Remember how I talked about font's and font size's effect on contrast? Well, color plays even a bigger role.
<image of grey sub in Portal 2>
Oh boy, where do I start? Contrast in subtitling is a fascinating topic — but an incredibly complex one to cover. This is not only because very little research has been done on it — almost none, in fact — but also because contrast perception depends on a million different things.
First of all, the subtitle itself — all of its appearance parameters.
the other appearance parameters. The biggest contributor to good contrast is, by far, the border, but font, font size, color and visual effects also make quite a difference. Here, compare:
<font regular and font bold>
Then, the image beneath. It can be static or moving, plain or detailed, bright or dark, and so on:
<some example of whatever>
Moreover, just like color, contrast is context-dependent. The colors of the image will affect the way your brain interprets the color of subtitle text, and thus will affect contrast:
<optical illusion image>
<some example of the same in subs, maybe with a human shadow — can't use color-picker>
Then, contrast will differ from person to person depending on such things as the size, type and color settings of the display, the font and shadow type selected.
Also, individual differences — varied contrast sensitivity of the viewer (deteriorates with age or eye conditions), and color blindness! Children and the elderly see contrast worse (cite a study).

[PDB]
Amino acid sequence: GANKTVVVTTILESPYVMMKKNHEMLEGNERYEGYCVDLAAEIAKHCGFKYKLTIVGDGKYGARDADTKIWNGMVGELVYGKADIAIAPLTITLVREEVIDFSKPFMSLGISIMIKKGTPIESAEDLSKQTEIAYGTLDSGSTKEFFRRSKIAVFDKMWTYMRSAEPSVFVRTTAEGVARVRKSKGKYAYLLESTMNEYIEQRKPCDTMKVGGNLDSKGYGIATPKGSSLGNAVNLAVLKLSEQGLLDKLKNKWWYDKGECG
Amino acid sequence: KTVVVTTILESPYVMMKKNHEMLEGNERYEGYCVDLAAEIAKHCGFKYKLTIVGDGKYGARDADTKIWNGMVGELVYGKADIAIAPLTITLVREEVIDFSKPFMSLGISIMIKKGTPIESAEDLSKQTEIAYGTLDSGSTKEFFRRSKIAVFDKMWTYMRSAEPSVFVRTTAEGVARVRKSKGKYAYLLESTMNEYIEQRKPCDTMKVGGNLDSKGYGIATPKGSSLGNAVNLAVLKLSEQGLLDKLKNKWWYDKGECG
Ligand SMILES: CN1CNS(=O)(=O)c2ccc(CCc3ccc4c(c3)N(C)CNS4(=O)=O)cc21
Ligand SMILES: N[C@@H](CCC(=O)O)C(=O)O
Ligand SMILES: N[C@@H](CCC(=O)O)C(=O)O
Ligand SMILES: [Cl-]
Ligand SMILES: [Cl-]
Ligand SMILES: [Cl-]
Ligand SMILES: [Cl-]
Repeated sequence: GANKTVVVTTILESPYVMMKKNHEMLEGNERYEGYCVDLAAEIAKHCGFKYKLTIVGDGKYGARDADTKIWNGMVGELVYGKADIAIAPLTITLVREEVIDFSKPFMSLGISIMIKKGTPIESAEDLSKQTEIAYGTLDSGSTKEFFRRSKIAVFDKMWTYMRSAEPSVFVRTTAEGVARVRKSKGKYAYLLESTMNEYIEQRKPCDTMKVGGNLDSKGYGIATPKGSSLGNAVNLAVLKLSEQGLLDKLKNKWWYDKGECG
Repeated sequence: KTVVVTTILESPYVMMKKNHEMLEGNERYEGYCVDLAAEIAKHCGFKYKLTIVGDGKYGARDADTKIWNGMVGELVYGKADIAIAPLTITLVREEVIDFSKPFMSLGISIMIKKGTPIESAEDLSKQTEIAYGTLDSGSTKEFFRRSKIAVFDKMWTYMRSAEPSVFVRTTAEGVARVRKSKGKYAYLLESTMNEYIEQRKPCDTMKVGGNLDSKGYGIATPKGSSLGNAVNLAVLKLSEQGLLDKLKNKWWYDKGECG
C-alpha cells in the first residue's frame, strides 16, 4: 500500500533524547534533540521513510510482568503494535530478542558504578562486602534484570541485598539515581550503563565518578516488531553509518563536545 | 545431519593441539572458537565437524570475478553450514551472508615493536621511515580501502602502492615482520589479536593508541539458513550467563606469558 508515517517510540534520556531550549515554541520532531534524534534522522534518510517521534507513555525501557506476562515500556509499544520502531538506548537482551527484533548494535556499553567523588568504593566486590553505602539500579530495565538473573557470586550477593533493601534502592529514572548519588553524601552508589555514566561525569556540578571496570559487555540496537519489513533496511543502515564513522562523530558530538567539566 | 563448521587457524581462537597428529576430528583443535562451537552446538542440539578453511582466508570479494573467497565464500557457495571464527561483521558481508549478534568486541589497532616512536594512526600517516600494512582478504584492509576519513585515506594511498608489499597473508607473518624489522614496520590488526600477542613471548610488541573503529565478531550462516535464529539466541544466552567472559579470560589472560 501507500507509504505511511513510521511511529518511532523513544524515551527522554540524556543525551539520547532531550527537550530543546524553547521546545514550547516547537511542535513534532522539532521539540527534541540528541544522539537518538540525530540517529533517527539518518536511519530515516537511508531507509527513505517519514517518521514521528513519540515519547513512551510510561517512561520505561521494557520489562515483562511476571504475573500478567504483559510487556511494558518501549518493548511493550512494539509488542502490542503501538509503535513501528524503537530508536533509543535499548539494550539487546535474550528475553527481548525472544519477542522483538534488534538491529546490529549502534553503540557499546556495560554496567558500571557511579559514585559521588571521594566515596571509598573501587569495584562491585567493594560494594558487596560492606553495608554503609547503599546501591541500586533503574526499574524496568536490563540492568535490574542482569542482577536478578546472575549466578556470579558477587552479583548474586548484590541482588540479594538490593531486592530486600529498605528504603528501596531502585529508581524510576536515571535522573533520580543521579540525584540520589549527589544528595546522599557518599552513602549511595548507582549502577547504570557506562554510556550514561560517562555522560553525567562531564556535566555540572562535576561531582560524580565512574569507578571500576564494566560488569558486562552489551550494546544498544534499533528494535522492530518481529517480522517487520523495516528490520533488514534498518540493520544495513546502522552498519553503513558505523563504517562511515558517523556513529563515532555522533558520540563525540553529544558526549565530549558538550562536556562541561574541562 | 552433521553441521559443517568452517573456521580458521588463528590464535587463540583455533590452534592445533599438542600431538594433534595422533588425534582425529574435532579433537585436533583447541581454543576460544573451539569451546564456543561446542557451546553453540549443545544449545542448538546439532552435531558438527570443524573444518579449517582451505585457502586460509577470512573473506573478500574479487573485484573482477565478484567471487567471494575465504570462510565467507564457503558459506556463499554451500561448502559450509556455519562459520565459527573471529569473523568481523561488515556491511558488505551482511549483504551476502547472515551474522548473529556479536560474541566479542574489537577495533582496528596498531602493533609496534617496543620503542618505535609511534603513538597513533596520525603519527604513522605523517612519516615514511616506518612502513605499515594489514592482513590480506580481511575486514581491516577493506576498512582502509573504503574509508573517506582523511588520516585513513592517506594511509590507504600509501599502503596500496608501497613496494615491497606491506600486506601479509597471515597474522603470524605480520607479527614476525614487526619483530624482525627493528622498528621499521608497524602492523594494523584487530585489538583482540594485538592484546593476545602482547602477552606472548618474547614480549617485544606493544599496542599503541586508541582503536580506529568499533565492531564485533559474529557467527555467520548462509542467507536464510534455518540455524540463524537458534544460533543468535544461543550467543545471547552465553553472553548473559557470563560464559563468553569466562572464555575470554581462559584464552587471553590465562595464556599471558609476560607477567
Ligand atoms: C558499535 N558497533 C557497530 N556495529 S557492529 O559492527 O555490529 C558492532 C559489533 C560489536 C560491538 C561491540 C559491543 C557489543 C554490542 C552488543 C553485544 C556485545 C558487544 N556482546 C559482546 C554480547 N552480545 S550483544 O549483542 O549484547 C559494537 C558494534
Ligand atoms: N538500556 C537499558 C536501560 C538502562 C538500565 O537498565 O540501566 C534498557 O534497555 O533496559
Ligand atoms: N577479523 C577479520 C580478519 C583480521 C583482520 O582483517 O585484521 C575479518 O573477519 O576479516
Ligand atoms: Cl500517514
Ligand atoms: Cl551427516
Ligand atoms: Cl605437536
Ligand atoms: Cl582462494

Finally subtitling is different:
- But we in subtitling have image-to-text saccades (preipheral), so contrast is more important (example from Pablo's film Notes on Blindness).
- Parts of image show through letter openings.
- There’s background motion.
- Time limitation.
- There's an outline.
- Much bigger font size, so lower contrast is needed.
Pablo: shot's dominant color (?)
Many considerations and no good math at the moment, so difficult to quantify, but luckily Andrew Somers is working on a solution. You need to be mindful of this aspect and keep in mind that it's better to err on the side of higher contrast.
Low contrast = orbicularis oculi fatigue = eye strain.
According to Legge (XVI), low contrast reduces visual span via longer and more saccades/fixations.
(Show an example of a sub that reads good to an average viewer and bad to some other people.)
Talk about cones in eye? (LINK)
Enough color contrast with the border (LINK) and luminance contrast itself.
(the problem is that the existing literature doesn't work, so I have to use conjectures — Legge and web design AAA) because
All kinds of definitions of contrast: luminance vs. color, Weber, Michelson, RMS, etc.
Especially bad in video games (but mostly due to border issues).
Talk about the two calculators and eye problems (color blindness, etc.)
Talk about semi-transparent (in BBC iPlayer and Sherlock).
Children and the elderly see contrast worse.
Black subtitles (LINK)
Speakers (BBC and teletext) + Video games (South Park: The Fractured But Whole)
Languages (The Handmaiden theatrical release — read on Wiki and/or watch) (e.g. LINK)
burned-in and open subs (or two-language subs, Jorge's book page 19, bilingual)